I never ever thought Dave would be a runner, or we would know A family who lost a child to cancer or to NF. Now I can’t believe how many families we know…
The pain is sometimes almost too much to bear…because in every child that is lost, we see our own, not in the distant fears I used to have as a mom, but in a fear borne of MRI films and research about the missing tumor suppressor gene in my little girl. It’s like realizing you traveled on a plane that crashed in a fireball on its next flight…there but for the grace of God…
The future is a question mark made of whens, not ifs… but statistics have never held true for G, anyway. She has never gone according to the rule book for NF, optic glioma, ports, anything. She believes implicitly in her future full of hope.
…Life does go on, even if we can’t fathom how it can keep moving in the face of our grief and the suffering of a child. And in the same breath we see flashes of joy amid the grief. Those moments seem brighter, somehow, made more luminous by the context of sorrow? We treasure every precious joy.
So we are 3 years in. Genna has to fight so hard on many fronts. We are grateful, endlessly grateful to all of you who are in her corner. And as always, we are so grateful for the privilege of fighting another day.
As the New Year dawned, 2008, I pondered what it meant to be a survivor—this is EPICALLY long, but I think it just says so much of what I am so inadequately trying to express in this blog….
We are survivors.
I sometimes feel guilty saying “we”; after all, it’s Genna who does the hard work of survivorship. But since her battle began so young, she doesn’t fully understand the stakes. That battle we fight for her, the battle of knowing, of knowing too little and too much in the same gasping breath, of searching for answers and begging for ignorance.
We are survivors.
I am unsure, though, how…not so much unsure of the doing—Genna’s scars are a reminder of every painful moment of the method of surviving—but more unsure of our own credentials. Such is the ambiguity of a “benign” tumor. Genna is stable. But the tumors are all still there. The elusive NED, No Evidence of Disease…that will likely never, ever be an acronym we get to make up songs about, which is a shame, I love acronyms & songs and NED is much more fun to sing about than chemo and blood counts.
So Genna IS a survivor. But what does that mean in our world? I know, it probably seems silly, if we’re surviving who cares what it means? However, the last few years have made me think about EVERYTHING. I’ve always been obsessive, but the diagnosis of a brain tumor put my conflicted mind into overdrive.
You see, in the beginning, I felt almost guilty. Genna’s tumor was BENIGN, after all, NOT cancer, not the killing kind of tumor—I know better now. I felt guilty participating in an online support group for Pediatric Brain Tumor families…compared to children with the Bad “Omas”, medulloblastoma, diffuse intrinsic pontine glioma, glioblastoma, anaplastic astrocytoma, PNET, ependymoma, our optic glioma seemed almost like a brain tumor wannabe. How could I be dying a thousand agonies of grief when my child’s tumor grew slowly, without spreading throughout her little body?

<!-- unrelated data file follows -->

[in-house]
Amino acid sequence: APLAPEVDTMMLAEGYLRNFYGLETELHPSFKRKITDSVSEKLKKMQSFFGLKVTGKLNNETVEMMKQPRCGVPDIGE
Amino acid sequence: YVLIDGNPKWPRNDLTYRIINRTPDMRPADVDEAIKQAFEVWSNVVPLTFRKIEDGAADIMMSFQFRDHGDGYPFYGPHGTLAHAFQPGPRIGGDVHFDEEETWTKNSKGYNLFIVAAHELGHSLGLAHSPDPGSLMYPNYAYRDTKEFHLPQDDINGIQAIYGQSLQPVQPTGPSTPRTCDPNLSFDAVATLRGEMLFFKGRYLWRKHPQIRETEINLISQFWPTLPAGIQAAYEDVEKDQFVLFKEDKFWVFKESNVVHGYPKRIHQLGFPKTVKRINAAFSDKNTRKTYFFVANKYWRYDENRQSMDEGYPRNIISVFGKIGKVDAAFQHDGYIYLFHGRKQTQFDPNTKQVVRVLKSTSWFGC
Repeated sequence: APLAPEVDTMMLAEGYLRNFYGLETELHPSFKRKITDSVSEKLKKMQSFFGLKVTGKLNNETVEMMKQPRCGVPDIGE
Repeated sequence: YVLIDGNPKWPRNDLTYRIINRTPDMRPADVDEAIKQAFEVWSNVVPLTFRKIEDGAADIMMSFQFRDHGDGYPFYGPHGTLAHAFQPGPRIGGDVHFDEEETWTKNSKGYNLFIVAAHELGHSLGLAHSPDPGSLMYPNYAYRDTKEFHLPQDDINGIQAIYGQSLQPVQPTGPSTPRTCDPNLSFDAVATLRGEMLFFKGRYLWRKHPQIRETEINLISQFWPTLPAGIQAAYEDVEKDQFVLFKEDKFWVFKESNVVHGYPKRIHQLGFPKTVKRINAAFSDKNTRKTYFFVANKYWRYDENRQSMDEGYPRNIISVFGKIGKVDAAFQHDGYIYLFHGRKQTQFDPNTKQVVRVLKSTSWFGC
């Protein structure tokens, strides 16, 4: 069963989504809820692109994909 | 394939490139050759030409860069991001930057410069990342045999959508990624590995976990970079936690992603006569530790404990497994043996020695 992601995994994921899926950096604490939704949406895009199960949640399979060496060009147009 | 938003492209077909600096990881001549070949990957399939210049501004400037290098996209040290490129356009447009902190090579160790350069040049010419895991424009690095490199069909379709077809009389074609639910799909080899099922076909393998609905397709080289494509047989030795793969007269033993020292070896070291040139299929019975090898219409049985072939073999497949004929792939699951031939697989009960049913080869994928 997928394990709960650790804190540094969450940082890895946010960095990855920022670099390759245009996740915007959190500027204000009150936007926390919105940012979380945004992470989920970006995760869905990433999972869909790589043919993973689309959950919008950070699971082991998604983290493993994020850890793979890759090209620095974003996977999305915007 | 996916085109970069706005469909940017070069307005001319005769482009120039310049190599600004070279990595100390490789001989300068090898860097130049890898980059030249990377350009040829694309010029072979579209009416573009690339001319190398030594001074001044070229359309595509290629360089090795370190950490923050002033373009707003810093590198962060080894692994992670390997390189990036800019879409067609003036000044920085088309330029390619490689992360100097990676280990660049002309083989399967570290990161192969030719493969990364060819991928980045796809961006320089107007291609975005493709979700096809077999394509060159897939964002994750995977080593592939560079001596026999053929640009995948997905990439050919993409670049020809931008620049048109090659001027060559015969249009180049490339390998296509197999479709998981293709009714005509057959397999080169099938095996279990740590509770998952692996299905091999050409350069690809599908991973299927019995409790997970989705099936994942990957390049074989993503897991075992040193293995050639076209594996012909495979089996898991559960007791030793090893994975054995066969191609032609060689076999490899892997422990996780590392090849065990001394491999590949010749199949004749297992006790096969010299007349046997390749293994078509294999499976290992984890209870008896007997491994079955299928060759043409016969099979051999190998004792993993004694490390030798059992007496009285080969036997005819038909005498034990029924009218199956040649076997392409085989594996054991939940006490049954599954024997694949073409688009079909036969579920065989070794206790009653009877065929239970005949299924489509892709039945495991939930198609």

Make A Wish? That was for REALLY sick kids, Genna just had a brain tumor. A BENIGN brain tumor. Her hair didn’t ALL fall out, it just thinned. She never lost tons of weight on chemo. Sure, she was having horrible insomnia, random pain, severe vision loss, crippling anxiety and fits of OCD, but she wasn’t dying, so it wasn’t really that bad—right?
Denial should not be underestimated as a survival mechanism.
Conversely, I felt angry when people downplayed our shock and devastation because Genna’s tumors were caused by genetics (i.e. we should have expected tumors!) or because her tumors were Benign. “Oh, so it’s ok?” one mom hopefully asked after Genna told them she had a brain tumor and I explained that it was benign. When I tried to clarify that benign is still a train wreck, I sounded a little Munchausen’s by proxy.
It’s a tightrope, one that I am still learning to walk.
But even when I wobble and waffle, we are survivors.
Back on the very, very first day of all of this, I so hoped for survivorship, for having this whole surreal horror be a memory that we could give inspirational talks about. You know, the kind with beautiful music, glistening eyes, and a triumphant flourish at the end. Kind of like a children’s hospital commercial, a story full of hope and happy endings.
But you know, not all the kids in those commercials make it…there are angels there, little faces to remind us how tenuous and costly survivorship is.
People say we are so strong, they could never do what we had to do. This is a terrible misinterpretation…for I Could Never Do all of this stuff…everyone who knows me knows I am a certified wimp. There is no human being more timid than I was back in 2004. The old Monty Python quote, “Run away! Run away!” wasn’t a punch line for me, it was my guiding philosophy, no joke.
But when catastrophe strikes, it’s not really like you have a choice. We didn’t round up our mighty steeds and say, “AHA! The hour has come at last for us to prove our valor! Arise, and let us go forth and smite the Tumors!” No. We cried. We prayed (or asked others to pray for us, in the beginning I was too mad at God to pray, I would talk to Jesus, but God was off limits). We read books we didn’t understand. I begged someone to just tell us what to do. But ultimately we had to decide; we had to DO. If that’s strong, well, I guess we are. But if so, then maybe I look like Heidi Klum, too…